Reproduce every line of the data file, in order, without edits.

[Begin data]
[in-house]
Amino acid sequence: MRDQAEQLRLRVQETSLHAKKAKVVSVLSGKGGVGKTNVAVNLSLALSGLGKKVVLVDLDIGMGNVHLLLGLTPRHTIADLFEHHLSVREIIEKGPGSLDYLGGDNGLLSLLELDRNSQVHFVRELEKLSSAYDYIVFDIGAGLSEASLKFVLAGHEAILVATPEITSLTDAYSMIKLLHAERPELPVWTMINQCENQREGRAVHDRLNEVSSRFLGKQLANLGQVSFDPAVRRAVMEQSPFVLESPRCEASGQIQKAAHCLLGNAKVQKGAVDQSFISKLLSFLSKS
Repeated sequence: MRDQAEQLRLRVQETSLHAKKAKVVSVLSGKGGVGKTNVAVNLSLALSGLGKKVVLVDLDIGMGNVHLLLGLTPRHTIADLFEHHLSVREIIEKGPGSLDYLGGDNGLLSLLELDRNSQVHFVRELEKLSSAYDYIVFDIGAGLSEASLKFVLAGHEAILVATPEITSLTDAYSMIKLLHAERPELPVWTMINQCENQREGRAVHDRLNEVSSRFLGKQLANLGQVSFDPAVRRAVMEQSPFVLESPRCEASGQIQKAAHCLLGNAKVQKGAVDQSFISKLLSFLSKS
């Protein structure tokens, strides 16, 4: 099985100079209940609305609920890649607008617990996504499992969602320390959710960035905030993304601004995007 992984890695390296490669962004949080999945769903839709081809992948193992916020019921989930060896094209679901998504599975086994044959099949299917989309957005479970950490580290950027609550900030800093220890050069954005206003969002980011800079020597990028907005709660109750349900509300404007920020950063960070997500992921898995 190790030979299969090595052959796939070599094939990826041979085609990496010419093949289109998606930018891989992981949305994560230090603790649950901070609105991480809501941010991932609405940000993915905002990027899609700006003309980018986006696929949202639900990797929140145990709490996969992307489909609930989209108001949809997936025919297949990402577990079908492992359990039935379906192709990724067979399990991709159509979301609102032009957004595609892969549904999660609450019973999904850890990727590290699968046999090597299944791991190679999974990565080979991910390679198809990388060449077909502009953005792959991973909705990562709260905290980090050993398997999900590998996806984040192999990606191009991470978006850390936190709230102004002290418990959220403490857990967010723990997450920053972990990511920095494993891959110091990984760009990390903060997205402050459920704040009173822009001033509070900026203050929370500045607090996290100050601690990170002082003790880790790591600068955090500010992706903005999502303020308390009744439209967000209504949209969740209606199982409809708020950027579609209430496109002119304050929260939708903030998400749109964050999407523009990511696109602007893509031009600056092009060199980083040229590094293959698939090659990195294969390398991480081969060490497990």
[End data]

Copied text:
[in-house]
Amino acid sequence: MRDQAEQLRLRVQETSLHAKKAKVVSVLSGKGGVGKTNVAVNLSLALSGLGKKVVLVDLDIGMGNVHLLLGLTPRHTIADLFEHHLSVREIIEKGPGSLDYLGGDNGLLSLLELDRNSQVHFVRELEKLSSAYDYIVFDIGAGLSEASLKFVLAGHEAILVATPEITSLTDAYSMIKLLHAERPELPVWTMINQCENQREGRAVHDRLNEVSSRFLGKQLANLGQVSFDPAVRRAVMEQSPFVLESPRCEASGQIQKAAHCLLGNAKVQKGAVDQSFISKLLSFLSKS
Repeated sequence: MRDQAEQLRLRVQETSLHAKKAKVVSVLSGKGGVGKTNVAVNLSLALSGLGKKVVLVDLDIGMGNVHLLLGLTPRHTIADLFEHHLSVREIIEKGPGSLDYLGGDNGLLSLLELDRNSQVHFVRELEKLSSAYDYIVFDIGAGLSEASLKFVLAGHEAILVATPEITSLTDAYSMIKLLHAERPELPVWTMINQCENQREGRAVHDRLNEVSSRFLGKQLANLGQVSFDPAVRRAVMEQSPFVLESPRCEASGQIQKAAHCLLGNAKVQKGAVDQSFISKLLSFLSKS
């Protein structure tokens, strides 16, 4: 099985100079209940609305609920890649607008617990996504499992969602320390959710960035905030993304601004995007 992984890695390296490669962004949080999945769903839709081809992948193992916020019921989930060896094209679901998504599975086994044959099949299917989309957005479970950490580290950027609550900030800093220890050069954005206003969002980011800079020597990028907005709660109750349900509300404007920020950063960070997500992921898995 190790030979299969090595052959796939070599094939990826041979085609990496010419093949289109998606930018891989992981949305994560230090603790649950901070609105991480809501941010991932609405940000993915905002990027899609700006003309980018986006696929949202639900990797929140145990709490996969992307489909609930989209108001949809997936025919297949990402577990079908492992359990039935379906192709990724067979399990991709159509979301609102032009957004595609892969549904999660609450019973999904850890990727590290699968046999090597299944791991190679999974990565080979991910390679198809990388060449077909502009953005792959991973909705990562709260905290980090050993398997999900590998996806984040192999990606191009991470978006850390936190709230102004002290418990959220403490857990967010723990997450920053972990990511920095494993891959110091990984760009990390903060997205402050459920704040009173822009001033509070900026203050929370500045607090996290100050601690990170002082003790880790790591600068955090500010992706903005999502303020308390009744439209967000209504949209969740209606199982409809708020950027579609209430496109002119304050929260939708903030998400749109964050999407523009990511696109602007893509031009600056092009060199980083040229590094293959698939090659990195294969390398991480081969060490497990």